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It Takes a Village

In light of celebrating Thanksgiving in a couple of days I was thinking about how many people Jason and I rely on to run the farm. As with most things in life it really does take a village. We are lucky to have attracted a group of the best clients the horse industry has ever seen. It is a real luxury to be able to tell one of our horse moms or dads that Dobbin needs “X” and know that it will be provided, no questions asked. The other obvious people that we would be completely lost without is our amazing team of vets and farriers. They are so valuable to us it would be impossible to put it into words.

There are lots of other people that we would be really lost without as well. When you have well over 100 blankets to clean and repair every year suddenly the person who agrees to take on the task of washing and repairing said blankets is your new BFF. We are so lucky to have a fabulous feed store to work with. Our feed deliveries always show up on time as promised. I’ve also learned to really appreciate SmarkPaks. I cannot imagine having to open and scoop from a bazillion supplement buckets every day. We would be lost without our equine dentist. I think Jason would feel that life wasn’t worth living without our gravel guy. These are just a few of the crucial people that keep us running.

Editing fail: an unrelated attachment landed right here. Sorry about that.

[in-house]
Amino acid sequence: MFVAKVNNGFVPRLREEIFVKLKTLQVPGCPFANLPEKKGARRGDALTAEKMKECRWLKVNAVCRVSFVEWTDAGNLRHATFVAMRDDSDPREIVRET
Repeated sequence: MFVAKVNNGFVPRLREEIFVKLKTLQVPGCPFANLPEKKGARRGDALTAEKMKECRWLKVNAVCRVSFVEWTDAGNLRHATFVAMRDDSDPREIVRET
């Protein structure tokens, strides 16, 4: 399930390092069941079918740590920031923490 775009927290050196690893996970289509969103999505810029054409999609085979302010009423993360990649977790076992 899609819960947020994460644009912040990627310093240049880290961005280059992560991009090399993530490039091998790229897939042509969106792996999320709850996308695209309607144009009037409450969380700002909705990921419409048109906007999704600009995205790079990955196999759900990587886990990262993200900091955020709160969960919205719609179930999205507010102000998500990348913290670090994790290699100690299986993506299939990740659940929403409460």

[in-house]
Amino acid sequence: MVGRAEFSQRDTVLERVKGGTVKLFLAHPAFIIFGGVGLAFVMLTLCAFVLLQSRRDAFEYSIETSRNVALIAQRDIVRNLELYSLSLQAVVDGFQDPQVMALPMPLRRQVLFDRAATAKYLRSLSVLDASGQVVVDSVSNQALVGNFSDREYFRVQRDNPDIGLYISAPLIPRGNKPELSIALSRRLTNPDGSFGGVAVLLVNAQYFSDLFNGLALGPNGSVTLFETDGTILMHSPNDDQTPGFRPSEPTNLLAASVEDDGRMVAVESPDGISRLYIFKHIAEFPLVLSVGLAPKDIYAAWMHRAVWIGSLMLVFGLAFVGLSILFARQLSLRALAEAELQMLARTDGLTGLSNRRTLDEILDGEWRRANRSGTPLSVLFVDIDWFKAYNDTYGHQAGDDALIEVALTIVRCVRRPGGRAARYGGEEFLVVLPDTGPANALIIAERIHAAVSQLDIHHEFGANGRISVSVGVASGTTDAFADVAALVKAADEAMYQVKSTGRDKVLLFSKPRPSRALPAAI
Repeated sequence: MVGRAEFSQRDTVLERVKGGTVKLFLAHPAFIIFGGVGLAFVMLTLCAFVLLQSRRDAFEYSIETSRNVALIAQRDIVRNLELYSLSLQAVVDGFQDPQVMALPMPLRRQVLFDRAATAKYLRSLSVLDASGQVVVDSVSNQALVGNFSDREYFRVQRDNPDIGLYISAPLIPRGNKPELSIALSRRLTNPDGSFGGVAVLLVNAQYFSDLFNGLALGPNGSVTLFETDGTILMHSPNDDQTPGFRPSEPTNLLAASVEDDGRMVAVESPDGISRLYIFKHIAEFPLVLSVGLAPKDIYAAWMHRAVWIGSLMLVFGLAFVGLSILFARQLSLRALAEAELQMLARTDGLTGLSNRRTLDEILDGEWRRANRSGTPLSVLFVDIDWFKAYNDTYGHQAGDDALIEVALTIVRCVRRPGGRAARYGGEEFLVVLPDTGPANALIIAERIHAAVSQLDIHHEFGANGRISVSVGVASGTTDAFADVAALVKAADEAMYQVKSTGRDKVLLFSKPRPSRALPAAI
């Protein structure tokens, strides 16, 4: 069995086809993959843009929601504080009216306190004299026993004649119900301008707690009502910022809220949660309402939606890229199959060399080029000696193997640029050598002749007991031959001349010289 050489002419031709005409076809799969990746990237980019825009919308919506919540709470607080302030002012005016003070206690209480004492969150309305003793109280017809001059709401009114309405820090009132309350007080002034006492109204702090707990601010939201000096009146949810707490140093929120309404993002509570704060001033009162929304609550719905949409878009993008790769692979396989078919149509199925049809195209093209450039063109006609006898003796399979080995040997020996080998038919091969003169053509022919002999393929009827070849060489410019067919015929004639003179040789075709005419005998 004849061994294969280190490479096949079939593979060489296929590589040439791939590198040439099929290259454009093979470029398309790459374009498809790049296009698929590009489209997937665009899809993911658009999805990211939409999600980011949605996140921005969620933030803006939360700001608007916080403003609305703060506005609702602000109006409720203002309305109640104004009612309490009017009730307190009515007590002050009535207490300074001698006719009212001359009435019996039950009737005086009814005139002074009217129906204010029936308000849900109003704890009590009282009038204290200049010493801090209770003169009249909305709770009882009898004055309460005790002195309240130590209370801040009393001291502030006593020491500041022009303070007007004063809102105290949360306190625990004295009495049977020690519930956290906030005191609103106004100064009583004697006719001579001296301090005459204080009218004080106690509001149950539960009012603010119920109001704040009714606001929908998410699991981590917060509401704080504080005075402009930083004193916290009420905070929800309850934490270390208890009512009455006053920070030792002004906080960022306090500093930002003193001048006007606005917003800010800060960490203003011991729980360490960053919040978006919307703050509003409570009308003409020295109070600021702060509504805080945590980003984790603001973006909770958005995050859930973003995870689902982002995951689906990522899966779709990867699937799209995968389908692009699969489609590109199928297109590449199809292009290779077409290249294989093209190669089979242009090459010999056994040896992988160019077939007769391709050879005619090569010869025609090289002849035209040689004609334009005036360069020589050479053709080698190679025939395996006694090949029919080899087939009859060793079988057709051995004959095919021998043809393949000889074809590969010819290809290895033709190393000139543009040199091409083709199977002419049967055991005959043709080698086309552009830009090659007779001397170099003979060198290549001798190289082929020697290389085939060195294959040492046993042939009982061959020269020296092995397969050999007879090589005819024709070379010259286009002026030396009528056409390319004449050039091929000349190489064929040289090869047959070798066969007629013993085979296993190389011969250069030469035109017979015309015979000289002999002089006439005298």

It absolutely, positively takes a village and a mountain of supplies to keep the wheels turning here. I’m grateful to have so many good people on our team. And I’m ever so grateful to the inventors of vetwrap, duct tape and baling twine. I can provide at least a temporary fix to 90% of the things that go wrong around here with vetwrap, duct tape and baling twine. How did people ever manage to run farms without them?


Apollo watching Hemi splash in the puddle

Walden, Merlin and Fabrizzio

Africa and Mick

Taco and Dutch

Faune, Donneur and Lofty

Stormy and Rubrico

River anxiously waiting to be fed

Maisie using the tree branch as a scratching post

Levendi, Moe, Apollo, Hemi and Thomas thought there was something scary in their pasture

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